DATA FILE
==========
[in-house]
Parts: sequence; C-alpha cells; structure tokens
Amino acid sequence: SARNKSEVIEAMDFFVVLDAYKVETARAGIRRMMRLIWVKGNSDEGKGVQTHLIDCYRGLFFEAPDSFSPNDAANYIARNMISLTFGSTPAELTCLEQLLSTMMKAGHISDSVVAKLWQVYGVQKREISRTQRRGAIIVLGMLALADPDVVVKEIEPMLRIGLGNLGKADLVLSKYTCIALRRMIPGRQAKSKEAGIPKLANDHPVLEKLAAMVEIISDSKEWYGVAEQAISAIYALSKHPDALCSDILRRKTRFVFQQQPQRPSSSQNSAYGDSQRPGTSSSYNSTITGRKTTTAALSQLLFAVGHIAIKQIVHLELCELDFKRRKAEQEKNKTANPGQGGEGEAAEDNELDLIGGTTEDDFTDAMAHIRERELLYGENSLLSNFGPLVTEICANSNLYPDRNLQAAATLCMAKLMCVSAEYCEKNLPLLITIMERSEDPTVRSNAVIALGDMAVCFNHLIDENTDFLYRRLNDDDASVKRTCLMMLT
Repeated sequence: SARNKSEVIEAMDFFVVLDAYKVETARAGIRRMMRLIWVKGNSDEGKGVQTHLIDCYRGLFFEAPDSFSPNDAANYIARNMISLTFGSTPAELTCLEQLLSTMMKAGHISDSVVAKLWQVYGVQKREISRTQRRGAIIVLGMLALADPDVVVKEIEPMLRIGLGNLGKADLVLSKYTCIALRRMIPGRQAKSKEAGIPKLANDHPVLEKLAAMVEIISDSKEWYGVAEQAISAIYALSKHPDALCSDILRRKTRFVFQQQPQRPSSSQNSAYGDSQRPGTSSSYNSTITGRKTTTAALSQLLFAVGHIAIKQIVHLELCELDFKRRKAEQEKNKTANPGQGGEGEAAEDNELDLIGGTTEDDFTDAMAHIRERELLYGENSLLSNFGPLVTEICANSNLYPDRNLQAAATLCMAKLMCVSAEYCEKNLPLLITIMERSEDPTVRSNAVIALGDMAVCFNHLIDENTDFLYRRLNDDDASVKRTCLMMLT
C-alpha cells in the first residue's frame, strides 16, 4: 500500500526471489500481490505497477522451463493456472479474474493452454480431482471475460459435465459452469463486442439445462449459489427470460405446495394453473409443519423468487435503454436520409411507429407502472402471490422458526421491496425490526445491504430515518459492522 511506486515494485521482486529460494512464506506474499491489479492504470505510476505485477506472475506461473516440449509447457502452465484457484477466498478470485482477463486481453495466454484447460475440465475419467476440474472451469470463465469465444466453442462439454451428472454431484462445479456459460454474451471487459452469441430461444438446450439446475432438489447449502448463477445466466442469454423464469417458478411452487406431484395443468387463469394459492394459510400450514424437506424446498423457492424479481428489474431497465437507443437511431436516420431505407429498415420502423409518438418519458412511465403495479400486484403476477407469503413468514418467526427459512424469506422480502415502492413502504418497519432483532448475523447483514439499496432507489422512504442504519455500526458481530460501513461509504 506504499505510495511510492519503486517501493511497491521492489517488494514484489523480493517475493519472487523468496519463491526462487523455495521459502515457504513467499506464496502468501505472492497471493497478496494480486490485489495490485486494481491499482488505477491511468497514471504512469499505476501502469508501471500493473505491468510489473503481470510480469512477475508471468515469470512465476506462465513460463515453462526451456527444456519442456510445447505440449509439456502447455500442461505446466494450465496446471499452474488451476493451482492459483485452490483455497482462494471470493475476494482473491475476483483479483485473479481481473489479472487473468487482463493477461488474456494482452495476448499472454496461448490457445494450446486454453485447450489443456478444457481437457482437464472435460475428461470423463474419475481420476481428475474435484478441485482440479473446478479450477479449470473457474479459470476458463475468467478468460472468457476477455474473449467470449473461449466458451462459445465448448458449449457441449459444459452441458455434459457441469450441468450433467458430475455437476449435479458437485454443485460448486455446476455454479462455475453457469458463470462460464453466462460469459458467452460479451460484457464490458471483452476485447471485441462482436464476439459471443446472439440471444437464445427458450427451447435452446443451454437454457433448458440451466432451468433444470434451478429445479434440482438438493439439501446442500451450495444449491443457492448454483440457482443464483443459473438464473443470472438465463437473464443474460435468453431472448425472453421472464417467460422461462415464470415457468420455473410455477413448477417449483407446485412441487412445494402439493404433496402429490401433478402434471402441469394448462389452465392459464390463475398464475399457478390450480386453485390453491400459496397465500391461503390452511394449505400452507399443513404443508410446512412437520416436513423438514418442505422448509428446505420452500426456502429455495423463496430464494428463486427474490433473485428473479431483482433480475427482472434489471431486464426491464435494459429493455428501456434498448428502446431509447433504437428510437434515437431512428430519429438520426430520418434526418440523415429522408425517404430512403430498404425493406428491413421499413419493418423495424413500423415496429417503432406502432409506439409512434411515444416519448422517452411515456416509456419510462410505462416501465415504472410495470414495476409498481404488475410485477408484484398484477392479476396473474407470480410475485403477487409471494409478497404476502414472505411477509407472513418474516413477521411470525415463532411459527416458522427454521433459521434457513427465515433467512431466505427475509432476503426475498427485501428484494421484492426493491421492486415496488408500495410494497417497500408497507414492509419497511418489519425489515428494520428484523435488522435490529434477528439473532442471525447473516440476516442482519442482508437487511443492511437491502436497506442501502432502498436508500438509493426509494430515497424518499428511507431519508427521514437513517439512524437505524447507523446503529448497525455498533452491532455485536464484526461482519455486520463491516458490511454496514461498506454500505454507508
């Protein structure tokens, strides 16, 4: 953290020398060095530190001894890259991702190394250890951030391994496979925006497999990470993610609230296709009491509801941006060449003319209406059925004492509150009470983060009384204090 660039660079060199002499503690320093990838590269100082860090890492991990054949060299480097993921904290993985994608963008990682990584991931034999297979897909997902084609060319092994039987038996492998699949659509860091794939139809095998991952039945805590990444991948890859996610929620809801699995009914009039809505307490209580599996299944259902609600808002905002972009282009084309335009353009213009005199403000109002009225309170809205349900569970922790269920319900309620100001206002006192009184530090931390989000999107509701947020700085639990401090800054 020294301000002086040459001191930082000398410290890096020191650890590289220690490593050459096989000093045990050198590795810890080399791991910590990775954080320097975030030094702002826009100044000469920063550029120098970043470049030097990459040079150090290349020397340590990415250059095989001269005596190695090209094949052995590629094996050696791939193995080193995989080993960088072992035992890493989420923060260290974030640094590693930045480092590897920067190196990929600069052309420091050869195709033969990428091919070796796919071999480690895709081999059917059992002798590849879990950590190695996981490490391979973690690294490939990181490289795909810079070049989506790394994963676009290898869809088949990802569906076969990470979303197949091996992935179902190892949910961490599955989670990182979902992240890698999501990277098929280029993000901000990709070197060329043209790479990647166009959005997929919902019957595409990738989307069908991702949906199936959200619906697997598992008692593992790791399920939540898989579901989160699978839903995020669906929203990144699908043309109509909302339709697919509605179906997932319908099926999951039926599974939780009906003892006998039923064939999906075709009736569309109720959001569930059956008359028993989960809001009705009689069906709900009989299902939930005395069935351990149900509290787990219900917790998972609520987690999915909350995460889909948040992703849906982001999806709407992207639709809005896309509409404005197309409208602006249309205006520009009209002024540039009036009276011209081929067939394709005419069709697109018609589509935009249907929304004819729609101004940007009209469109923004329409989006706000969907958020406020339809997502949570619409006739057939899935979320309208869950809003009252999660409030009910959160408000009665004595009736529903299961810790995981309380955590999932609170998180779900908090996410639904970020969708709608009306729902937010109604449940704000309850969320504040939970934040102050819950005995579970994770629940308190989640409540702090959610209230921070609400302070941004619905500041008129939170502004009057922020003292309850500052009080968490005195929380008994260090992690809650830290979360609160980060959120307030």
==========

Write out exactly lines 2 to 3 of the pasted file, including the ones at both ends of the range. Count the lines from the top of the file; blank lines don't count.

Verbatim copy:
Parts: sequence; C-alpha cells; structure tokens
Amino acid sequence: SARNKSEVIEAMDFFVVLDAYKVETARAGIRRMMRLIWVKGNSDEGKGVQTHLIDCYRGLFFEAPDSFSPNDAANYIARNMISLTFGSTPAELTCLEQLLSTMMKAGHISDSVVAKLWQVYGVQKREISRTQRRGAIIVLGMLALADPDVVVKEIEPMLRIGLGNLGKADLVLSKYTCIALRRMIPGRQAKSKEAGIPKLANDHPVLEKLAAMVEIISDSKEWYGVAEQAISAIYALSKHPDALCSDILRRKTRFVFQQQPQRPSSSQNSAYGDSQRPGTSSSYNSTITGRKTTTAALSQLLFAVGHIAIKQIVHLELCELDFKRRKAEQEKNKTANPGQGGEGEAAEDNELDLIGGTTEDDFTDAMAHIRERELLYGENSLLSNFGPLVTEICANSNLYPDRNLQAAATLCMAKLMCVSAEYCEKNLPLLITIMERSEDPTVRSNAVIALGDMAVCFNHLIDENTDFLYRRLNDDDASVKRTCLMMLT